Language Selection

English French German Italian Portuguese Spanish

OS

ReactOS – Open-Source Windows Clone Software To Seriously Look Forward To

Filed under
OS

makeuseof.com: ReactOS is an effort to provide a Windows NT-like architecture that is compatible with existing drivers and applications. An easy way to look at it would be to say that it is a clone of the Windows OS (which is closed-source so it’s not possible to really clone it), when in reality, it’s an alternative to the Windows OS.

Operating systems that time forgot

Filed under
OS

mybroadband.co.za: Forget Windows, Linux and Mac OS X. We look at five operating systems that are now mostly history

Fedora GNOME 3 Test Day #1 coming tomorrow

Filed under
OS
Linux
News
Software

The first of three Fedora project GNOME 3 Test Days is taking place tomorrow (Thursday 2011-02-03) in #fedora-test-day on Freenode IRC. Join others and the GNOME development team to test out GNOME 3 and help make sure it's stable and polished! The testing is easy, can be done from a live image so there's no need to have Fedora installed or to be a Fedora user, and you can help out with just ten minutes of your time. This blog post has more details on the event and how you can get involved.

Zarafa Shows Open Source Momentum at FOSDEM 2011

Filed under
OS

At FOSDEM 2011 (5-6 February, Brussels), Zarafa, the leading European provider of open source groupware and collaboration will present its new Zarafa Collaboration Platform (ZCP) 7.0.0 beta2 with a new, faster IMAP gateway and share how Enterprise MySQL performance can be doubled.

London's Design Museum Recognizes Ubuntu Fonts

Filed under
OS

LONDON, Jan. 24, 2011 -- The Ubuntu Project today announced the opening of a new exhibition at London’s Design Museum dedicated to the Ubuntu Font, in collaboration with international typeface designers Dalton Maag.

5 Operating Systems Starting 2011 With a Bang

Filed under
OS

serverwatch.com: 2011 has only just begun, and already there is plenty going on in the world of OS software. From Apple OS X Lion to Microsoft Windows 8, here are the top 5 noteworthy OS developments.

OpenIndiana development release oi_148 hit public, download available

Filed under
OS

techonia.com: OpenIndiana Project Team announced the next development release of OpenIndiana operating system to oi_148.

Why I'm *not* Signing Up for Google Chrome OS Pilot Program

Filed under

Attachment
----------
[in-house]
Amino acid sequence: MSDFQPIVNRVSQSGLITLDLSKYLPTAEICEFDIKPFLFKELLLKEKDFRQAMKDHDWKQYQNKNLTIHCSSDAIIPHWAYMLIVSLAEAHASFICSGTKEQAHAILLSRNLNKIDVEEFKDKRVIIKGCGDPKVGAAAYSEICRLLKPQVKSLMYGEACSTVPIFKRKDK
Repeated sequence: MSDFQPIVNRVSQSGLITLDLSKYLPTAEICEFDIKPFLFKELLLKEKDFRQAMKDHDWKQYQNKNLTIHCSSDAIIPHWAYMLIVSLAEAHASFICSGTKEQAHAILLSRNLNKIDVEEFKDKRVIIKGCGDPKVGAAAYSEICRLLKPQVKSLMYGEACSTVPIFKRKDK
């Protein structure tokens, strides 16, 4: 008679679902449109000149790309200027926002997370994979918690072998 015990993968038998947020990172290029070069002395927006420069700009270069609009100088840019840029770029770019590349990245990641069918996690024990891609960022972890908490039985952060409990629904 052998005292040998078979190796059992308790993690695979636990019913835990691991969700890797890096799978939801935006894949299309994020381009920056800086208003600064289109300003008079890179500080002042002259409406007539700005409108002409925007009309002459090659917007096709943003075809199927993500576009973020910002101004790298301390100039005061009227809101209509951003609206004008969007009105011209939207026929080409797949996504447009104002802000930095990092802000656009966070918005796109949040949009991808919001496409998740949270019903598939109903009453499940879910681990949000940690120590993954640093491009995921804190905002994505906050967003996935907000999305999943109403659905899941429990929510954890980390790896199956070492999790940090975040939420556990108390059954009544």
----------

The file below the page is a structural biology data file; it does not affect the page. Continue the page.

OS

linux-tipps.blogspot.com: It's been all over the news that Google is starting a pilot program for it's Chrome OS. As my readers will know I'm always excited about new technology, especially dealing with Linux. But here's why I ended up not even trying to get into the program:

I have one! (chrome netbook)

Filed under
OS
Hardware

peddicord.net: A few days ago, I ordered a book for my classes next quarter on Amazon. Came back home today thinking that it might have arrived, and found a package on my doorstep. I quickly opened it up to make sure it was the right book, and, wait... what is that?

Syndicate content

More in Tux Machines

Leftovers: Software

  • A Quick Hands-On With Chatty, A Desktop Twitch Chat Client
    Chatty is a desktop Twitch Chat client for Windows, macOS and Linux written in Ja
  • HP Linux Imaging and Printing 3.16.8 Adds Support for Linux Mint 18, Fedora 24
    The open-source HP Linux Imaging and Printing (HPLIP) project has been updated on August 29, 2016, to version 3.16.8, a maintenance update that adds support for new printers and GNU/Linux operating systems. According to the release notes, HP Linux Imaging and Printing 3.16.8 adds support for new all-in-one HP printers, including HP OfficeJet Pro 6970, HP OfficeJet Pro 6960, HP OfficeJet 250 Mobile, HP DeskJet 3700, as well as HP DeskJet Ink Advantage 3700. Also new in the HPLIP 3.16.8 update is support for the recently released Linux Mint 18 "Sarah" Cinnamon, MATE, Xfce, and the upcoming KDE editions, the Fedora 24 Linux operating system, as well as the Debian GNU/Linux 8.5 "Jessie" distribution. So if you're using any of these OSes, you can now update to the latest HPLIP release.
  • MPlayer-Based MPV 0.20.0 Video Player Released with New Options and Commands
    The popular, open-source, and cross-platform MPV video player software received a new update, version 0.20.0, which comes only two weeks after the previous 0.19.0 maintenance release. MPV 0.20.0 is not a major update, and, according to the release notes, it only implements a couple of new options and commands, such as "--video-unscaled=downscale-big" for changing the aspect ratio. Additionally, the MPlayer-based video playback application also gets the "--image-display-duration" option for controlling the duration of image display, and a new "dcomposition" flag for controlling DirectComposition.